DRYDEN — If the town board continues on its current trajectory, Dryden could become the first town in the state to own and operate a municipal broadband service. Thursday night, about two dozen residents heard what it might look like.
The cost: $14.53 million, which would include laying fiber optic cable to every customer in town, a process that would take five to six years, according to a presentation by Ryan Garrison of Hunt Engineering.
Garrison said the service, if at least 60 percent of the town’s households subscribed, would generate $3.7 million annually.
Town supervisor Jason Leifer said he is eager to get the project moving. The next step, he said, is to set up a committee of 7 to 9 members, which he wants to start meeting in early 2020.
The proposed service would provide broadband to every household or business within the town limits that requested it, but service would be incrementally extended as fiber optic cable was installed. Garrison said the basic residential service would have speeds as fast as 300 to 400 Mbps.
According to a survey conducted by Hunt Engineering:
- 96% of 935 respondents said they would be interested in broadband service with a download speed of at least 100 Mbps.
- 3,979 households were surveyed; the town has 6,016 households. The survey had a 24% response rate.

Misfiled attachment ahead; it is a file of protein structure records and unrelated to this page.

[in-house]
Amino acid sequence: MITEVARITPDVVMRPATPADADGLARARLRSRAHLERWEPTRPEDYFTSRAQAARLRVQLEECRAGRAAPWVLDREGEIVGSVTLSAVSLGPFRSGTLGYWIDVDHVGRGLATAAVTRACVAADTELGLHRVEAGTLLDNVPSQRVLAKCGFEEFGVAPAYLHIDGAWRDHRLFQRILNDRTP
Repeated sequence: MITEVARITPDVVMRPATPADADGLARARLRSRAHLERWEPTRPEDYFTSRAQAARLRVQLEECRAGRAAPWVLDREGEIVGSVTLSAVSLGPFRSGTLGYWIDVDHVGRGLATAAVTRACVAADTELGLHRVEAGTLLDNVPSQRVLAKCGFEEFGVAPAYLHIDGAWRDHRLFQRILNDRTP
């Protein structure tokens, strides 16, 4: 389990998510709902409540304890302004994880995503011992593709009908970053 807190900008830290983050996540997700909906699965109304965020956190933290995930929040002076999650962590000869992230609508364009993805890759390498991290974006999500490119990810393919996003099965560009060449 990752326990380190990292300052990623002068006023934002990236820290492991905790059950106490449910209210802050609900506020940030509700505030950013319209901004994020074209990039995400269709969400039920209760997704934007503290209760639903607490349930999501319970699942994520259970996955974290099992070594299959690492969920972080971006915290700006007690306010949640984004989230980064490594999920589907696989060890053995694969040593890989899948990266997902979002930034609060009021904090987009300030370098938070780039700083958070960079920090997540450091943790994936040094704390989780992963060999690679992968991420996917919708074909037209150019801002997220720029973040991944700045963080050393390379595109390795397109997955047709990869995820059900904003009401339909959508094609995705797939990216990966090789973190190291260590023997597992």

- 71% of respondents said they are Spectrum subscribers.
- 46% of respondent said they have download speeds of less than 10 Mbps.
- 41% of respondents pay between $51 and $100 per month for internet service.
Under the proposal, the town would own the broadband network and serve as its own internet service provider, or ISP. The proposal suggests that the town contract out the construction and installation of the fiber optic network, as well as customer service and network equipment operation.
Town internet plans are projected to cost $50 per month for basic residential broadband and $75 for basic business service, as well as $100 per month for 1 Gbps residential service and $150 for 1 Gbps business services.
Leifer said he would like the town to apply for ReConnect loans and grants from the U.S. Department of Agriculture next year by a May deadline; this means the board would have to vote on whether to do the project by its April meeting, he said.
Leifer asked Garrison if the introduction of 5G internet would affect the town proposal.
Garrison said he thought it was unlikely, since 5G would start out in larger municipalities, such as Ithaca, before being slowly extended to rural areas. He added that the expense and limited range of 5G towers would further limit the effectiveness of 5G in bringing high speed internet to rural areas.
Resident Fred Balfour asked if private telecoms such as Spectrum could potentially undercut the project by lowering their rates to lure away potential subscribers.
Garrison said private telecoms would likely offer promotional rates in response, but the municipal service could effectively compete by offering consistently lower rates with faster and more reliable service based on fiber optic cable, and not copper cable lines.
Leifer noted that there are other ways that towns can partner with telecom companies to provide broadband service, but he was determined to make sure that the town owned the entire physical fiber optic network so that, over time, it would be able to reinvest earnings in the town’s other infrastructure, such as its roads.
“We’ve given industry like 30 years plus to do this,” he said. “We’re not going back. It doesn’t work.”